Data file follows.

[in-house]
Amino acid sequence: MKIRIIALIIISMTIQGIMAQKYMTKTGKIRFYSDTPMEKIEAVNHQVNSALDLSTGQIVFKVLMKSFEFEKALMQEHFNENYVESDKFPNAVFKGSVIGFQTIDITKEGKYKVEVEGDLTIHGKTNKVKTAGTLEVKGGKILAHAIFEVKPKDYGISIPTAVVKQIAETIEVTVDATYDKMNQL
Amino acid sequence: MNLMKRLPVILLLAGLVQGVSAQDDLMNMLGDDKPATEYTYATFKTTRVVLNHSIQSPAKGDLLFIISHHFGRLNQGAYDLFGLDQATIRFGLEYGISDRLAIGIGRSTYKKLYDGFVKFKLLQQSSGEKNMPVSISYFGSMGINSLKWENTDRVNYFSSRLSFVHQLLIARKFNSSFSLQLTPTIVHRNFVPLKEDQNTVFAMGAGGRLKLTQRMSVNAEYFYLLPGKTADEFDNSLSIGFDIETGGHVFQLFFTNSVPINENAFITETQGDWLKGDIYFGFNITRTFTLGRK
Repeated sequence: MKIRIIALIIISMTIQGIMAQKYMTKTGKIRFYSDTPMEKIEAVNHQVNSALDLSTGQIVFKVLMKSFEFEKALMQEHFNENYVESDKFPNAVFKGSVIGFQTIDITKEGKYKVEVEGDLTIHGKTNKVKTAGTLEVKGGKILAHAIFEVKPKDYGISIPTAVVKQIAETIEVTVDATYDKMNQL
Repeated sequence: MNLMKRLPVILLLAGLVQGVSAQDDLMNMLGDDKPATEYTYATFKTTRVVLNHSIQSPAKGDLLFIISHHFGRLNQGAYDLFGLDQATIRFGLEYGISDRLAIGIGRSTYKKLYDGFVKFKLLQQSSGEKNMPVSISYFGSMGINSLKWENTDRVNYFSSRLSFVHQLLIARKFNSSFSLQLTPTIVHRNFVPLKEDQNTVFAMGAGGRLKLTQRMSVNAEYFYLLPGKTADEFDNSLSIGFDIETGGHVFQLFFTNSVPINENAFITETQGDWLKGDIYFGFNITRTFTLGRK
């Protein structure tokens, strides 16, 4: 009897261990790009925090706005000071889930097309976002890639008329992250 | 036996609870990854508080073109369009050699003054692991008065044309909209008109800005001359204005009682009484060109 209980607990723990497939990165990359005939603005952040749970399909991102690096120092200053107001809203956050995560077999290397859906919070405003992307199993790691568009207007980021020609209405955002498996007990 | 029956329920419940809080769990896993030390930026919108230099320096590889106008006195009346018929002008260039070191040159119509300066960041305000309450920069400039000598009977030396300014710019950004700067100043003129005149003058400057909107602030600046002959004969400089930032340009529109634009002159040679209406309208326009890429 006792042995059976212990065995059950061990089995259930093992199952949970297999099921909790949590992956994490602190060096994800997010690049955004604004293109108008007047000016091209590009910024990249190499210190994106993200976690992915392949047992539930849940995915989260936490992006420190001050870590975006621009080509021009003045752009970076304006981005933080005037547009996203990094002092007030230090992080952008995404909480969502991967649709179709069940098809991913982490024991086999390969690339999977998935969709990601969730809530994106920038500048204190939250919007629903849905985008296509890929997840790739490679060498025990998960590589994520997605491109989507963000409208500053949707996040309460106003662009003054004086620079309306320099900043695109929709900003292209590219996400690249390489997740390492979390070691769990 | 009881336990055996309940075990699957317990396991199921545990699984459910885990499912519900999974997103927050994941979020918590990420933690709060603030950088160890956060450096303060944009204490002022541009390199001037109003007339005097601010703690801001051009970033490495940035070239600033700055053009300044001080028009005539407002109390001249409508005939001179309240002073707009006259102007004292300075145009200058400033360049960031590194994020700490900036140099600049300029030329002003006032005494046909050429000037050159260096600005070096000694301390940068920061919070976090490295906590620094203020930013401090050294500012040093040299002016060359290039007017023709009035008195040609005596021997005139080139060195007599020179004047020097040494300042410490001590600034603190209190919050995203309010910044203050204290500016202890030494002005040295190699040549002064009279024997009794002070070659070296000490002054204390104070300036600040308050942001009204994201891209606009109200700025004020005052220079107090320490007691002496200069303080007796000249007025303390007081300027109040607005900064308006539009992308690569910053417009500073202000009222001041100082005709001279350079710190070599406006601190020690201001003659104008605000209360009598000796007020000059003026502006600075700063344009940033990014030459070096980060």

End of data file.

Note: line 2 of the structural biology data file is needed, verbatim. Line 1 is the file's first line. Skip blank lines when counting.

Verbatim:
Amino acid sequence: MKIRIIALIIISMTIQGIMAQKYMTKTGKIRFYSDTPMEKIEAVNHQVNSALDLSTGQIVFKVLMKSFEFEKALMQEHFNENYVESDKFPNAVFKGSVIGFQTIDITKEGKYKVEVEGDLTIHGKTNKVKTAGTLEVKGGKILAHAIFEVKPKDYGISIPTAVVKQIAETIEVTVDATYDKMNQL